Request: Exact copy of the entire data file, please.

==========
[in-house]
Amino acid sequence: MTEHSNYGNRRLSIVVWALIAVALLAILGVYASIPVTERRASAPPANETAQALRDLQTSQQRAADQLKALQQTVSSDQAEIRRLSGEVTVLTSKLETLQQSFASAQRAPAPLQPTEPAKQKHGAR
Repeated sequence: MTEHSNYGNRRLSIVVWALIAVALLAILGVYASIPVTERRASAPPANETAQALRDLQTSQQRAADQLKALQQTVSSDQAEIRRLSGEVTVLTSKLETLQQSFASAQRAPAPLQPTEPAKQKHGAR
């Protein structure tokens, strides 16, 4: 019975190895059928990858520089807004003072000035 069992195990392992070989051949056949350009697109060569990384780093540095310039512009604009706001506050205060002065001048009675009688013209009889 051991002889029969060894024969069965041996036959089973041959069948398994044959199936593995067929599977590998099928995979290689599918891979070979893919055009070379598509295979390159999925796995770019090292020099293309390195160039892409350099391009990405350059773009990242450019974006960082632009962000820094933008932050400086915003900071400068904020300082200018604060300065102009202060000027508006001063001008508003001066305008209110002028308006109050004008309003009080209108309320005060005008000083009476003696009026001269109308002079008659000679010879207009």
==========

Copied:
[in-house]
Amino acid sequence: MTEHSNYGNRRLSIVVWALIAVALLAILGVYASIPVTERRASAPPANETAQALRDLQTSQQRAADQLKALQQTVSSDQAEIRRLSGEVTVLTSKLETLQQSFASAQRAPAPLQPTEPAKQKHGAR
Repeated sequence: MTEHSNYGNRRLSIVVWALIAVALLAILGVYASIPVTERRASAPPANETAQALRDLQTSQQRAADQLKALQQTVSSDQAEIRRLSGEVTVLTSKLETLQQSFASAQRAPAPLQPTEPAKQKHGAR
């Protein structure tokens, strides 16, 4: 019975190895059928990858520089807004003072000035 069992195990392992070989051949056949350009697109060569990384780093540095310039512009604009706001506050205060002065001048009675009688013209009889 051991002889029969060894024969069965041996036959089973041959069948398994044959199936593995067929599977590998099928995979290689599918891979070979893919055009070379598509295979390159999925796995770019090292020099293309390195160039892409350099391009990405350059773009990242450019974006960082632009962000820094933008932050400086915003900071400068904020300082200018604060300065102009202060000027508006001063001008508003001066305008209110002028308006109050004008309003009080209108309320005060005008000083009476003696009026001269109308002079008659000679010879207009």